Using Curriculum Maps


Purpose of Using Curriculum Maps

Curriculum Maps help to organize units for your students. Once you have your timeframe set for your class, you can create a visual to map out the activities you will use for integrated skills based teaching strategy for all four domains of language: reading, writing, listening, speaking.

How to Use Curriculum Maps

Maps essentially fit within Project Based Learning (PBL) models. Some schools use PBLs for summative assessments. Other schools use PBLs for learning units for projects with formative assessments built in.

Integrating technology into your lessons helps learners to take ownership of their learning in a fun way. I will be doing another post specifically for learner technology in culturally responsive classrooms but for this post we will focus on curriculum maps.

Curriculum Map Example

Here is an example I use when creating thematic units and lesson plans.

Grade 10 English Reading and Writing

It is important to start your map with a general learner population and profile.

MY students during a lesson.

Learner Profile

  • 24 Grade 10 students at a Chinese high school international department
  • English reading and writing lessons are covered for forty to eighty minutes each day.
  • Students have a range of proficiency in all four domains of the English language.

Next, you will include the goal of the map.

Curriculum Map Goal

  1. To prepare students for English examinations in TOEFL and IELTS.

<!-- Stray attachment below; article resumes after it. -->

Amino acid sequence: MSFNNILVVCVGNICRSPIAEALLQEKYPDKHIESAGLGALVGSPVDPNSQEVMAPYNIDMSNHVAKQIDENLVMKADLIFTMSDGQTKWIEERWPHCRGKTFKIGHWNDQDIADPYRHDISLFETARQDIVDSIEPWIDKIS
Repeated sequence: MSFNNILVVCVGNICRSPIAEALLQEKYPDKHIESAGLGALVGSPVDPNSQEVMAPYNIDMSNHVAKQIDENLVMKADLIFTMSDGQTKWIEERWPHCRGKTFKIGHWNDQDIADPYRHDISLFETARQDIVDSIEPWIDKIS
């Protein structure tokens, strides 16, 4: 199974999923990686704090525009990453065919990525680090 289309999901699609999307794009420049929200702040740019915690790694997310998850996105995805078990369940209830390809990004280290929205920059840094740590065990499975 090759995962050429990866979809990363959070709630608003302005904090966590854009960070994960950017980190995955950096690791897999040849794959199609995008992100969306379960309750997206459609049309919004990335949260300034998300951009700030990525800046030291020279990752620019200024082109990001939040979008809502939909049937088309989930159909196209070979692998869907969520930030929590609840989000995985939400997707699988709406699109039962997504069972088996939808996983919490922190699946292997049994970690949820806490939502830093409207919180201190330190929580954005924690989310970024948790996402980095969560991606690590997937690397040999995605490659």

Now, you are ready to map out your lessons.

Sample Curriculum Map

Curriculum Map Week 1 and 2
Curriculum Map Week 3 and 4

Lastly, include any learning technology you will use.

Learning Technology

Google Docs- By using google docs to journal their chapter questions students can get immediate feedback for grammar, spelling, and punctuation.

VoiceThread- By using VoiceThread students can each contribute their opinions about the differences between Kansas and Oz. At the end of the activity I will play the voice thread on the SmartBoard to hear a cumulative summary of the differences as presented by each student. 

Splicer- Creating a news report video and using Splicer to edit, add text, music, audio clips, and images will help students to formalize their ideas into a visual presentation. 

Padlet- By using Padlet to capture their group discussion about cause and effect relationships with the events and characters in the story, students will be able to see others opinions and critically think and discuss the concept of cause and effect. 

Using maps helps you to organize your thematic units. Once you have completed your curriculum map, you can focus on building the lessons for each activity.

Create a Curriculum Map

You can use PowerPoint or any other application to create your map. I have also used a table in Word. This example of a map was created in PowerPoint.

Further Reading

An Introduction to Project Based Learning

PBL Video

PBL for English Language Learners

5 Keys to Rigorous Project Based Learning for English Language Learners

Introduction to Project Based Learning

Supporting English Language Learners with Project Based Learning

Thing 21: Supporting English Language Learners Resources

Thematic Unit Definitions and Tips

The SIOP Model


Teaching with the SIOP Model


If you are an educator, parent, or grandparent and looking for practical strategies to use with children, concepts to understand, and ideas that can be easily implemented about how to create space for self and others, you have landed in the right spot.

Start Here

Children learn how to solve problems the same way they learn how to read, write, and add. Like reading, writing, and adding, there are three specific components to solving problems. These are teachable skills children can learn at any age.


How to Use Curriculum Mapping. (2015, March 13). TeachHUB.

Procedures for Curriculum Mapping. (n.d.).

4 responses to “Using Curriculum Maps”

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